Over the last year, I've been laying the foundation for a new company that aims to connect Thailand and the U.S. through the universal languages of craft and design. I found myself thinking about how designers can foster a respectful, non-exploitive engagement when they're creating products with artisan communities rather than in factories, so I organized a roundtable discussion on the topic with three participants who have experience in bridging barriers of geography or culture: Peter Mabeo of Mabeo Furniture, Casa Wabi director Carla Sodi, and Tantuvi founder Arati Rao.
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Three New Design Hotels That Should Put Oaxaca on Your Post-COVID Travel List

Among the myriad reasons to visit the Mexican state of Oaxaca post-COVID — the mezcal, the pottery, the cultural diversity, the surfing, the fact that its fragile economy depends largely on tourism — are three new design hotels spanning the city to the beach: Grana B&B, Escondido Oaxaca, and Monte Uzulu. See all the pics after the jump.
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A New Jose Dávila Exhibition in A Stunning Brutalist Church

If you've ever visited König Galerie in Berlin, which is housed in a renovated 1967 Brutalist church with a skylit concrete nave, you'll know that there are only a few places in the world to experience contemporary art in such a breathtaking setting. There are also only a few artists whose work would be quite so at home in that nave as Jose Dávila, the Mexican sculptor who trained as an architect and is known for his focus on space, balance, and proportion.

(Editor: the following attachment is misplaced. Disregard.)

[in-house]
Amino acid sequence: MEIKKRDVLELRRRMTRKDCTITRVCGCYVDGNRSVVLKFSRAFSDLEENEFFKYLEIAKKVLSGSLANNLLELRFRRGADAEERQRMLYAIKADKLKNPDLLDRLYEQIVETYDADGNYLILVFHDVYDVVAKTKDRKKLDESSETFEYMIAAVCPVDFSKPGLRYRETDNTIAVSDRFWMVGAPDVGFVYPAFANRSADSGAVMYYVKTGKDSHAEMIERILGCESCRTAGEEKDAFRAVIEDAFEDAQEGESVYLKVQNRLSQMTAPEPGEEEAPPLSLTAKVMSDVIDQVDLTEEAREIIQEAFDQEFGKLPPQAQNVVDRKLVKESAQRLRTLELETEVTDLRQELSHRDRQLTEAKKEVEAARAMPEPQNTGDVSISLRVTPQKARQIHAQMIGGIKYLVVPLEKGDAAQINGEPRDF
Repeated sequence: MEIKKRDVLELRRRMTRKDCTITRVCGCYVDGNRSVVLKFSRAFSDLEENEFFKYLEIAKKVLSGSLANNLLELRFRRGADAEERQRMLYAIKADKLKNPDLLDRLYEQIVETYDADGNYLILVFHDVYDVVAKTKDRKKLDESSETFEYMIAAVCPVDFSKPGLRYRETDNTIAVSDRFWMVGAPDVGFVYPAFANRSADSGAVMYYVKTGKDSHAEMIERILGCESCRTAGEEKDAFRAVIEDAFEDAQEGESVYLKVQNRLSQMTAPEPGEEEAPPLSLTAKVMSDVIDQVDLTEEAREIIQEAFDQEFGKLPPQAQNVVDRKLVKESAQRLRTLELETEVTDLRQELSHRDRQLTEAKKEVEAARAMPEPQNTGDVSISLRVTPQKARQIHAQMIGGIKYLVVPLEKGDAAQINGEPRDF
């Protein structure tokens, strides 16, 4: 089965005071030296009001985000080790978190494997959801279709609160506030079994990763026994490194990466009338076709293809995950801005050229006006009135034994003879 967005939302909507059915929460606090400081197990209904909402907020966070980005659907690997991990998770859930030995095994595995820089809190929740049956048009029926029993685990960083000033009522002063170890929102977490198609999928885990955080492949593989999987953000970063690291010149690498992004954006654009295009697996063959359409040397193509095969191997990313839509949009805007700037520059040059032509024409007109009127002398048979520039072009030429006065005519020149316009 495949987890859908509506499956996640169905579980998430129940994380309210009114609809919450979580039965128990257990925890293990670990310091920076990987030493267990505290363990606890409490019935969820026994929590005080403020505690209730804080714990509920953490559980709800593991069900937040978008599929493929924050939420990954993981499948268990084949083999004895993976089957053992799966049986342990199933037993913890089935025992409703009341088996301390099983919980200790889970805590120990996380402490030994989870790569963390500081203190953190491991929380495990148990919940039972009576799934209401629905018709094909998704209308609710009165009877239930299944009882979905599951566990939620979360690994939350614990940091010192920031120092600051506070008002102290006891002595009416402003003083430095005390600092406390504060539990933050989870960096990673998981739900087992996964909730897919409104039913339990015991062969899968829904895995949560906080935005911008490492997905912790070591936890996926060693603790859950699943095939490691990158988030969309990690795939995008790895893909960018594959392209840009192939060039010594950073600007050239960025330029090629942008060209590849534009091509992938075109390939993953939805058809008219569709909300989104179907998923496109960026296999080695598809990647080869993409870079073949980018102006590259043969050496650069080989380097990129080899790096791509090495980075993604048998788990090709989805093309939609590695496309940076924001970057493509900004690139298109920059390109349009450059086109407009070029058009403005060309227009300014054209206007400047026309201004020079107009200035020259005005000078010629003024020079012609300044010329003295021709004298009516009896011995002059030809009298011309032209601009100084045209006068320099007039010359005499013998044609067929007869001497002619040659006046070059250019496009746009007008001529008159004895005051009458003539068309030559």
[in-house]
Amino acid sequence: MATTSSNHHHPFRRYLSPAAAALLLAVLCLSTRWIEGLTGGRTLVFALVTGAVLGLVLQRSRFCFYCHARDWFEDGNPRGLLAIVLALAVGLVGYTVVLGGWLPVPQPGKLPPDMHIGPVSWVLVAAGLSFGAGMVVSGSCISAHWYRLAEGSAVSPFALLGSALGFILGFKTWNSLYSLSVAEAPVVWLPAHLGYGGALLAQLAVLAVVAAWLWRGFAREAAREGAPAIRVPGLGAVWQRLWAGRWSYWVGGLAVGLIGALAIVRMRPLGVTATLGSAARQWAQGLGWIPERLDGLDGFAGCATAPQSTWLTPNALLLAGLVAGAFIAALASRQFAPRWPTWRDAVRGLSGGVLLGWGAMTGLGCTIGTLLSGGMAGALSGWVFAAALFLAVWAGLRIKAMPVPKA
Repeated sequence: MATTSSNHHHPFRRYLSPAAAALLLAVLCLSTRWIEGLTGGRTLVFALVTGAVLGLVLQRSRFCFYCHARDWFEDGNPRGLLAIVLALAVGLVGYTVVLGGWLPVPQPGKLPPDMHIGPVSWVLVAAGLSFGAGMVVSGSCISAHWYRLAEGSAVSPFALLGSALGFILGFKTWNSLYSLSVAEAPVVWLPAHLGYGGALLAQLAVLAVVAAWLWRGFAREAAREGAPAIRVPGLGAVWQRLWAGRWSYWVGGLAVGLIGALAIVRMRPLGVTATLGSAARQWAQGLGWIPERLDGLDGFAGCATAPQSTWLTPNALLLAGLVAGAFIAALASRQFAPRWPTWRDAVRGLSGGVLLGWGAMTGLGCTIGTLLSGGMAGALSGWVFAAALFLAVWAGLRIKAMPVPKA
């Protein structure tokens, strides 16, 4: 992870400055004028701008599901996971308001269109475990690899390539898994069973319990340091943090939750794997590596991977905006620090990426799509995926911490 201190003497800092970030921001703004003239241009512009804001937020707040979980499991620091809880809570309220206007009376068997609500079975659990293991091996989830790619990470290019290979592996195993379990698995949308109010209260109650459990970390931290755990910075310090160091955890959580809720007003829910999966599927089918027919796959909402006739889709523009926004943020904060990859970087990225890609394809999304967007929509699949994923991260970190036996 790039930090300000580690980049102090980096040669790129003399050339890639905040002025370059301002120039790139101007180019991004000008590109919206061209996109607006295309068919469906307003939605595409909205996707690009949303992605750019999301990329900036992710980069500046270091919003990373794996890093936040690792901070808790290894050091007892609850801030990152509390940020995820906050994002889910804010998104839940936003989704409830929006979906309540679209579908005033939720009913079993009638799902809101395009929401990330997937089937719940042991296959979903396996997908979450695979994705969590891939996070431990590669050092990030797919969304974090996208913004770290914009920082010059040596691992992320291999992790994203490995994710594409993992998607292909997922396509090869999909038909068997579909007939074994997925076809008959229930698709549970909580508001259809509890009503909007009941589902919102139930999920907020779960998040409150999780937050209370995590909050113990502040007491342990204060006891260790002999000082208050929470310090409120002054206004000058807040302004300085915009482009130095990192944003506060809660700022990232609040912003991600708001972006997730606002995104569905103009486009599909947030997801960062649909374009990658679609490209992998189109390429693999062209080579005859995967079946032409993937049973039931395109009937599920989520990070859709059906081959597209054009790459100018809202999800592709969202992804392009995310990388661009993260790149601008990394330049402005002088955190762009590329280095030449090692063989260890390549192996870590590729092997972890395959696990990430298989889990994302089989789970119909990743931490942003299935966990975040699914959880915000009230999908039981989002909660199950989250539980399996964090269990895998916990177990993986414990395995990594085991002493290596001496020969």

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Tatiana Bilbao furniture

A New Furniture Collection by Tatiana Bilbao, the Mexican Architect On Everyone’s Lips

The Mexican architect Tatiana Bilbao is known for a kind of socially conscious, contextually sensitive, human-centered approach — so in hindsight it was only a matter of time before she would turn her attention to the realm of interiors and the way people interact within a space. If you're in Copenhagen this month, we would highly suggest first going to see Bilbao's solo exhibition at the Louisiana Museum of Modern Art to learn about her ideas and working methods. But then head straight back into town to Étage Projects, to see Bilbao's first furniture collection.